The Boston Tea Party is depicted in this panel with an abstracted and geometric composition. The eye follows the dynamic image and quickly absorbs a violent scene, but one lacking in anger or sentimentality. Rather, it is assertive and cogent in communicating the chaos. The colonists are shown under the guise of American Indians, which was not an arbitrary choice; for the colonists, the Indian symbolized liberty and an emerging American identity.

The issue of identity is contextually relevant to the period in which Lawrence was painting this panel. The 20th century was a time when African American identity was being formed and interrogated. Prominent African Americans, especially artists, were charged with constructing and elevating this identity and self. Jacob Lawrence agreed that this “twoness” as an American and a black man or woman existed, but that it was symbolic. Perhaps these challenging juxtapositions are also what defined the colonists and their need to appropriate the identity of the American Indian, two seemingly polar identities.

Alexis Baker

 

This panel depicts six figures in conflict: three masked figures, two unmasked figures, and an additional arm which leads to an “off screen” figure which is likely unmasked (the hand is grasping a masked face).  Each masked figure grasps the face or head of an unmasked figure and vice versa.  The masked figures wear colored garments and Indian headdresses, and the unmasked figures wear black.  Two of the masked figures hold hammers in aggressive poses.  Composition is triangular, every line is diagonal which lends a sense of movement and tension to the image.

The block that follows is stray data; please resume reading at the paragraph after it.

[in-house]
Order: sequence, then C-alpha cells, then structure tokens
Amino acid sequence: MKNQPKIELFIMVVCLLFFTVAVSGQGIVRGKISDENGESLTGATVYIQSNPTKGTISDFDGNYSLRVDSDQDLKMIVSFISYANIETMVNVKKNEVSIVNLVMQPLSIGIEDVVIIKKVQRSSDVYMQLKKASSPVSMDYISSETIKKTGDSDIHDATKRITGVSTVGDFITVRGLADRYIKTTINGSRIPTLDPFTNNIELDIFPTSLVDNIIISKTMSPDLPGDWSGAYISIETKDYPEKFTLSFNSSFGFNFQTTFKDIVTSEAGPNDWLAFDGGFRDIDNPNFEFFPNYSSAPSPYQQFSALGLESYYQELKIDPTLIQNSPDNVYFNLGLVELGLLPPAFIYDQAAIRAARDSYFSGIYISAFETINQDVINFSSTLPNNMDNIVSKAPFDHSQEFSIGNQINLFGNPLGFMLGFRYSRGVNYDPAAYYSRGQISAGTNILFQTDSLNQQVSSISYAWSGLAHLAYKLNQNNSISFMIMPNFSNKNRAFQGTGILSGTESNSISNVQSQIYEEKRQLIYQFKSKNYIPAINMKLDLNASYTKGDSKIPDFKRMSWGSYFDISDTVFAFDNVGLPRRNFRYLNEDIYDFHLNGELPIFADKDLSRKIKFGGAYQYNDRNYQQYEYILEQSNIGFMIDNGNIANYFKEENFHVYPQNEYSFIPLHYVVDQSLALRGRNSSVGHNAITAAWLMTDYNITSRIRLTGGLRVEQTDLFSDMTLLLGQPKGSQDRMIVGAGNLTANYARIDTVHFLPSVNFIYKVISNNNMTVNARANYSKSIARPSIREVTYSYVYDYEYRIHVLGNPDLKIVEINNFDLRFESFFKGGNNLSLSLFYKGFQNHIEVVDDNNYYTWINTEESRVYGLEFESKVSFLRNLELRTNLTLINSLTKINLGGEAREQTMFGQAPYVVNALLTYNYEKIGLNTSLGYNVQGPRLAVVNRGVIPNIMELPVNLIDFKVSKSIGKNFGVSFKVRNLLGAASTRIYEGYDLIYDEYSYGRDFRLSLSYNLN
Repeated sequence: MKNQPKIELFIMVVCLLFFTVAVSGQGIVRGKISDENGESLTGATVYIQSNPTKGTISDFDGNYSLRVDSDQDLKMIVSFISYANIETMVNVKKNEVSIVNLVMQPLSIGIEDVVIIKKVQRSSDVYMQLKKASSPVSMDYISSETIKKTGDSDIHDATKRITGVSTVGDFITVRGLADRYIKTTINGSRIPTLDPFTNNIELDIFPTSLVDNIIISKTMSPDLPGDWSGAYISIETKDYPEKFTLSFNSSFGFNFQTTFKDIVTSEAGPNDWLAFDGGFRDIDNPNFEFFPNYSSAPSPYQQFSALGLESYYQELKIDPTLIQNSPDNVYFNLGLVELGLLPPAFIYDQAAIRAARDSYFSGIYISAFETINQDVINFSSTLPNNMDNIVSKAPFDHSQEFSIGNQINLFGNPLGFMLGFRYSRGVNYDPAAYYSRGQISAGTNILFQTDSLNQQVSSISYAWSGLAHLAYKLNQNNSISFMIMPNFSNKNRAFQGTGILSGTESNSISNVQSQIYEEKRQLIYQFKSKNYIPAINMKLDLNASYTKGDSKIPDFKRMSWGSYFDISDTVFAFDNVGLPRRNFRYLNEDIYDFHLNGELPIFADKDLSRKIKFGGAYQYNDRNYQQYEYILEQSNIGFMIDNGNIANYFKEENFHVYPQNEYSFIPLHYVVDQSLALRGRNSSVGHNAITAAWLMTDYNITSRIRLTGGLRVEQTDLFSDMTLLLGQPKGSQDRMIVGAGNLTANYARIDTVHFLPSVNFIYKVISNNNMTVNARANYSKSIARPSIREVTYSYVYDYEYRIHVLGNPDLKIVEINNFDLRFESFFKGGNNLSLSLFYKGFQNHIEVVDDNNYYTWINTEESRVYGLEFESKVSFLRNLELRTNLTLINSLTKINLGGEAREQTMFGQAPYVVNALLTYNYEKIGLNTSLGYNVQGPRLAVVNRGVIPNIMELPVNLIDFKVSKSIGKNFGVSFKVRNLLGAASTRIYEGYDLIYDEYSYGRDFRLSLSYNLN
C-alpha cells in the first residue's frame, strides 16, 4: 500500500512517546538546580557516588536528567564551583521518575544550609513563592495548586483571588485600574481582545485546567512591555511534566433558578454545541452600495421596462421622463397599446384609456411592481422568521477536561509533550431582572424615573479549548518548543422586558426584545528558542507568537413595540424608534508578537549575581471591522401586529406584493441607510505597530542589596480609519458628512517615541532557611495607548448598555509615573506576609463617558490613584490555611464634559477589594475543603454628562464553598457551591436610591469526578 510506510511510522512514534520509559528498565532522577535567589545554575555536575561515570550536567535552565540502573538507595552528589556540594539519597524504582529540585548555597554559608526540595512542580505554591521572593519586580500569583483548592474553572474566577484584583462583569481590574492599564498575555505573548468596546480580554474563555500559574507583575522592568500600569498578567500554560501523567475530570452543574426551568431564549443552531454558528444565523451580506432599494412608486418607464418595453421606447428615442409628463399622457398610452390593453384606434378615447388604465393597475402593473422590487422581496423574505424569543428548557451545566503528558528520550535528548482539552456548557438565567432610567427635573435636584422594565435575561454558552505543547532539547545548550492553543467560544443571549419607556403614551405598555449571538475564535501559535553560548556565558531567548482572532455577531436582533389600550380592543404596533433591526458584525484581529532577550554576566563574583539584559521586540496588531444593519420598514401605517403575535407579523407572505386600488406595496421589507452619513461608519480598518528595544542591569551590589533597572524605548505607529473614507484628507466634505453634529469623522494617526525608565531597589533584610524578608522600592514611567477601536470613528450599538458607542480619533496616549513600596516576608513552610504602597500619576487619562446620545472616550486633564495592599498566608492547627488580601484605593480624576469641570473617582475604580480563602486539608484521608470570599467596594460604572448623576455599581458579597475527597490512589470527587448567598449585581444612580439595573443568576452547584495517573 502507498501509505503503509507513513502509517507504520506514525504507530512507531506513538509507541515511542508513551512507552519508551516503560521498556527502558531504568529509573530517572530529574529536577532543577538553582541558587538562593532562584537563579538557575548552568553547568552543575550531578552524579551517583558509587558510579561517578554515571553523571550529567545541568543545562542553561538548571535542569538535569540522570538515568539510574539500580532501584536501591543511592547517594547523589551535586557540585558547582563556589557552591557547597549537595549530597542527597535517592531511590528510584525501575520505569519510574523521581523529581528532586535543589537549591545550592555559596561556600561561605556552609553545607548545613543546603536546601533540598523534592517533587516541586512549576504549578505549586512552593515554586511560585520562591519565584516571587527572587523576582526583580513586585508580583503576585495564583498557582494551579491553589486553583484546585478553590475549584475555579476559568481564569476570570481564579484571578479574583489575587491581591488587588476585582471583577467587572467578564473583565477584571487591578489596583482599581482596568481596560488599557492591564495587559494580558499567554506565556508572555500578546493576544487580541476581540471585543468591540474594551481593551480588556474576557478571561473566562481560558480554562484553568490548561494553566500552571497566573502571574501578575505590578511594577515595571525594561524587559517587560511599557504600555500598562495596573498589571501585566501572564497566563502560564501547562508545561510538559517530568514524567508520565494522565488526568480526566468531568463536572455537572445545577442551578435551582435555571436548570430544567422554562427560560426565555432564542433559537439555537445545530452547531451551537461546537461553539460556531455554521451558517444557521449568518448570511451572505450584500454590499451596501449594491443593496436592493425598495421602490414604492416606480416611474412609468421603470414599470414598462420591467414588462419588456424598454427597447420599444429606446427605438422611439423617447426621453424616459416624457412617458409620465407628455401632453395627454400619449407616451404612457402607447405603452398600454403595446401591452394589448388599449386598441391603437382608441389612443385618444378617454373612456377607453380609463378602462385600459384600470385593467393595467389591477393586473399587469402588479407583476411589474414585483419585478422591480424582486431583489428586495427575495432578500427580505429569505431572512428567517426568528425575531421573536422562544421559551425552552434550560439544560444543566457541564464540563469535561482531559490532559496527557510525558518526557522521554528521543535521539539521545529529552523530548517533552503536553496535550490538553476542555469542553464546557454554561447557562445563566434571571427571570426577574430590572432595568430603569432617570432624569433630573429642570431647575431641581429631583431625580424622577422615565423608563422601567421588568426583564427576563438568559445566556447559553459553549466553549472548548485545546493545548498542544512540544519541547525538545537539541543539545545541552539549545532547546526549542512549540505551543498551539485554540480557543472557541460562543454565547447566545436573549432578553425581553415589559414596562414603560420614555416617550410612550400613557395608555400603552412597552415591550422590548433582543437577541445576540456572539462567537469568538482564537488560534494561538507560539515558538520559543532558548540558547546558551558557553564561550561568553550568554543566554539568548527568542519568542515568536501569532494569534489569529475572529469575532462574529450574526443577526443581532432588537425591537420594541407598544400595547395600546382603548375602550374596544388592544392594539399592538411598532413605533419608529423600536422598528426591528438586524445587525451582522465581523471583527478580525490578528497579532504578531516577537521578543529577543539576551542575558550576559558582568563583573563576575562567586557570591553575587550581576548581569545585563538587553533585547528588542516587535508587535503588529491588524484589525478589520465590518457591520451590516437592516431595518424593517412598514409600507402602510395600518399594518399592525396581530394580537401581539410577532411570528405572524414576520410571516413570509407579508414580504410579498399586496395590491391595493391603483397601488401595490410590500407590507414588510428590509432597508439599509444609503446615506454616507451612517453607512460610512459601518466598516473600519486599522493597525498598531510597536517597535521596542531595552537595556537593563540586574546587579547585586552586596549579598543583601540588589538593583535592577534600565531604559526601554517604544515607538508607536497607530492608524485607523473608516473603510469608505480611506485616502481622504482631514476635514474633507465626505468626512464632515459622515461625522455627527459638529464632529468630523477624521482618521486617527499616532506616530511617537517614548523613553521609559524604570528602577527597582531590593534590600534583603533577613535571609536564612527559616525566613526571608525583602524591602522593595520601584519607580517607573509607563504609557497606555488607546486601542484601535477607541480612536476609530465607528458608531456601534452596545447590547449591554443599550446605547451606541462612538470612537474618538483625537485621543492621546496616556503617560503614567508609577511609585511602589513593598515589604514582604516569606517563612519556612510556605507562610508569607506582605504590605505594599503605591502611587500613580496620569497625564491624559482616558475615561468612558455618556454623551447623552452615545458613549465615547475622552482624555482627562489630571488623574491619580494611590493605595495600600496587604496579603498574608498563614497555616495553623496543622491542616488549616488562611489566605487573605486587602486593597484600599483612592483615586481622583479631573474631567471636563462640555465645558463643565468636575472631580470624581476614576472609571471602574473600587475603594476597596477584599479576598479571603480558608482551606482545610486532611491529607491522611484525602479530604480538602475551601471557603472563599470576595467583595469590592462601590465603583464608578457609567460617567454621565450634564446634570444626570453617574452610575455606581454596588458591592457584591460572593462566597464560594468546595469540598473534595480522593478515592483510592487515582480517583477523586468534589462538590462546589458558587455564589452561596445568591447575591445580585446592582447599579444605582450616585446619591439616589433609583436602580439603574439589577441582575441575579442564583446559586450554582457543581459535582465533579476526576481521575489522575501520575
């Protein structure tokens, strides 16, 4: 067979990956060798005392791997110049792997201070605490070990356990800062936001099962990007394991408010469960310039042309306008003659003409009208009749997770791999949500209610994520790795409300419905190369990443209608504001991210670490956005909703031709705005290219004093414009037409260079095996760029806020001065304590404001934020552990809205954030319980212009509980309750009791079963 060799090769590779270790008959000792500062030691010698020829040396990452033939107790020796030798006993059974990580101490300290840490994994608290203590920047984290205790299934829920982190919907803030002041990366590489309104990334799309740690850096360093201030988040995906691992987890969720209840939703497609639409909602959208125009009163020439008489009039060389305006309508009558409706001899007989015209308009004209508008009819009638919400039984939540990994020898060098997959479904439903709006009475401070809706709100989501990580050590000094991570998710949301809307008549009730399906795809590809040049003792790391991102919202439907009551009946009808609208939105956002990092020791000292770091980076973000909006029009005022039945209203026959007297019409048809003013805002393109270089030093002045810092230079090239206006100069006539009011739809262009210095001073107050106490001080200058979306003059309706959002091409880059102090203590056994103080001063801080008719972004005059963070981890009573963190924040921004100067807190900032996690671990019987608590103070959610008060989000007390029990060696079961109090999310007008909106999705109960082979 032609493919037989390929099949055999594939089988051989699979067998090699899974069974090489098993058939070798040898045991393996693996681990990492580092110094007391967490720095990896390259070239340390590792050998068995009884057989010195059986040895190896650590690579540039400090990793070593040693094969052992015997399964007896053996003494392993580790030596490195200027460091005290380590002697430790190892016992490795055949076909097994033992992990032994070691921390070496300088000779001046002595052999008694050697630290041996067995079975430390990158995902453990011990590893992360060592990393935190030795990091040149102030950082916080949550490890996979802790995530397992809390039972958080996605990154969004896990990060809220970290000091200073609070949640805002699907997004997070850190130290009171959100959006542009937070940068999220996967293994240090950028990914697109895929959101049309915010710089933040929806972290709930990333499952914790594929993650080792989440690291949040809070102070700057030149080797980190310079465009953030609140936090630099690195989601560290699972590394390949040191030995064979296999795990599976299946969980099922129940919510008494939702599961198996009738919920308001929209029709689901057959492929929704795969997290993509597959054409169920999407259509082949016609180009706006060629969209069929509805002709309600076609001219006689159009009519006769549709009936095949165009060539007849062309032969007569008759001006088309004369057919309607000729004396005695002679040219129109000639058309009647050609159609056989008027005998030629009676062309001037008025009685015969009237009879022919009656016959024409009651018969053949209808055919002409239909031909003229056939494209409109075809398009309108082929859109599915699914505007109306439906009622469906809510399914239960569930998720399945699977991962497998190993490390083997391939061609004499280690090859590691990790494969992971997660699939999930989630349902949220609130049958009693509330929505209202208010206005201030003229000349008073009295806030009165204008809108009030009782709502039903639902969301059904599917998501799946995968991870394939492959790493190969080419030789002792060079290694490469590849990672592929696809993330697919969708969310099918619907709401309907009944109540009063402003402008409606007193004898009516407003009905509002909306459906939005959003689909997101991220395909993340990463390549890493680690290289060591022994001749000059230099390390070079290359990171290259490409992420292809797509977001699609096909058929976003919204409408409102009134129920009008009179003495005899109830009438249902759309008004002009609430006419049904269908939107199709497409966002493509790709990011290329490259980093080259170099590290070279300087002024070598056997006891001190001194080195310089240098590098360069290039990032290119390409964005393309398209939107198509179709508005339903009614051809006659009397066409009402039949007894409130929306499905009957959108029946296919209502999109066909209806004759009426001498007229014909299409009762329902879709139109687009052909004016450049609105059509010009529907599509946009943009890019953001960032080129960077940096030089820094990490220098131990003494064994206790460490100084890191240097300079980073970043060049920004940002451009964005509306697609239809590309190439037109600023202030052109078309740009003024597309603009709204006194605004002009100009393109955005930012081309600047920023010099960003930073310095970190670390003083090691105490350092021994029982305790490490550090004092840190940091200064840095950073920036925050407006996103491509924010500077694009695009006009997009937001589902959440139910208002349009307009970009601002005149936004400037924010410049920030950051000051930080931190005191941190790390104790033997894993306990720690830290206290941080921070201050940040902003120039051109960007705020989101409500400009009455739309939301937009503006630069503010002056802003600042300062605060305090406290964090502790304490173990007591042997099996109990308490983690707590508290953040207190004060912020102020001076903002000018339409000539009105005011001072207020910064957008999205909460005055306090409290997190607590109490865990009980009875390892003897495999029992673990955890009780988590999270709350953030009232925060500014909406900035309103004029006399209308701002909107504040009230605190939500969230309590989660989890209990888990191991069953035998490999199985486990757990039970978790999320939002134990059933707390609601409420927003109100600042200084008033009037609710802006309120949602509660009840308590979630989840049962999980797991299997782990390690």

As there is no evidence of a physical altercation during the Boston Tea Party, Lawrence may have intended this image to depict the ideological conflict between revolutionary Americans and loyalist Americans.

Heather Chandler

Deconstructing Lawrence’s Struggle Series: Panel 5

Struggle_Panel 5

Jacob Lawrence, Struggle … From the History of the American People, no. 5: We have no property! We have no wives! No children! We have no city! No country!– Petition of Many Slaves, 1773, 1955. Egg tempera on hardboard, 12 x 16 in. Private Collection of Harvey and Harvey-Ann Ross. © 2015 The Jacob and Gwendolyn Knight Lawrence Foundation, Seattle / Artists Rights Society (ARS), New York

This spring, former Phillips curator Beth Turner taught an undergraduate practicum at the University of Virginia focusing on Jacob Lawrence’s Struggle series. In this multi-part blog series, responses from Turner’s students in reference to individual works from the series will be posted each week. Read the introductory post here.

We have no property! We have no wives! No children! We have no city! No country! —Petition of Many Slaves, 1773

The struggle here is related to a slave revolt. The gold-colored mountain or wall in the center is representative of the impenetrable American government that refused to listen to the slaves’ petitions for a better, free life. Lawrence composed this panel to emphasize hardship, but still an unwavering courage to continue fighting.

One of the slaves who participated in a petition for emancipation in 1773 was Felix Holbrook. Holbrook was living in Boston and was a neutralist. This caption is a quote in a letter that Holbrook wrote to the provincial legislature of Massachusetts. He wrote the letter on behalf of his fellow slaves with the intention of finally gaining freedom. The letter was one in a series of four petitions. Holbrook narrates a life of hardship in his petition that compliments Lawrence’s ability to capture the fed-up, but forever brave sentiment of Felix’s letter.

Amy Woo